For example, you may have different personality styles; you may be an introvert, your boss may be an extrovert, or vice versa. This doesn’t mean that you suddenly have to change, but please do think about his or her style and learn to manage it. For instance, extroverts like to work out problems by talking them through. So, if your boss is more extroverted, then it can be quite useful to talk through issues with him or her to reach a decision. Introverts on the other hand, like plenty of time to think about a problem and then discuss their ideas and possible solutions. If your boss is more introverted, then you will need to go to him or her with very well thought out proposals and recommendations trying to reach a conclusion by talking the issues through with this style of manager will definitely not work. Make sure that you have a good understanding of both yours and your boss’ style so that you can learn to manage the differences.
Implementing the above four steps with your boss will go a long way to building a solid foundation for the relationship.
In addition to these four steps, there are also four rules that I believe you should always follow in your ongoing relationship with him or her if you want it to be truly productive.
Rule One: There should be no surprises for your boss!
Keep your boss informed of what’s happening in your area on a regular basis, particularly potential problems. If you are in doubt as to what to tell or not tell your boss, always ask yourself: “Would this information have an impact on my boss’ position?” It’s generally better to communicate too much than too little.
Rule Two: Never hide a problem
No matter how much you try, hidden problems will always come back to bite you (they are like lies they will always find you out). Far better to be proactive. Keep in mind that you will help your situation if you present the information in a style that suits your boss; try to get the words “right” by communicating in a style that suits your boss’ communication style.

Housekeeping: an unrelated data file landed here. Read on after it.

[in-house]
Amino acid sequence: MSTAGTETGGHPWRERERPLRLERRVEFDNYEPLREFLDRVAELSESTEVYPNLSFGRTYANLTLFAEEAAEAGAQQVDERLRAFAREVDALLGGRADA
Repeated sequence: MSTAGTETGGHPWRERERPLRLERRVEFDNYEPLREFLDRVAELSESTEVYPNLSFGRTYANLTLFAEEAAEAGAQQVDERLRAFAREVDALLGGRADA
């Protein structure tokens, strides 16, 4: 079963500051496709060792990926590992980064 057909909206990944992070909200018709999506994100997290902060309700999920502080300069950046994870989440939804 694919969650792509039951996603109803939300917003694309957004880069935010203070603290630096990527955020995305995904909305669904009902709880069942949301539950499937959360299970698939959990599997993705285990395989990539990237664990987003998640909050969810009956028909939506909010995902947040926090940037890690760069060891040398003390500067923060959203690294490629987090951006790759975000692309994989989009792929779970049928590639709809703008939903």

Rule Three: Always do your homework
Before approaching your boss with a question or to ask for help, always do as much research as possible so that you have the complete facts. If he or she constantly has to send you away for more information, then you have not prepared properly. Try to bring your solutions or suggested solutions with you when presenting a problem on which you want some help. This will demonstrate to your boss that you are taking initiative although you may not have all the answers.
Rule Four: Do not underrate or undercut your boss
Present a united front support your boss with others. Disagree with him/her in private, never in public.
Finally, remember the person who has most control over your immediate future (other than yourself) is your boss. Treat him or her with that respect. From my experience, following these four rules and implementing the four steps mentioned earlier, will ensure that your relationship with your boss is a very positive one. By following these boss management strategies with my manager John, I was able to turn around what had started out as a poor relationship. So much so, that when I decided to resign some time later to take up a better job offer, John tried hard to keep me as I had become one of his “ideal employees”.
Copyright (c) 2007 The National Learning Institute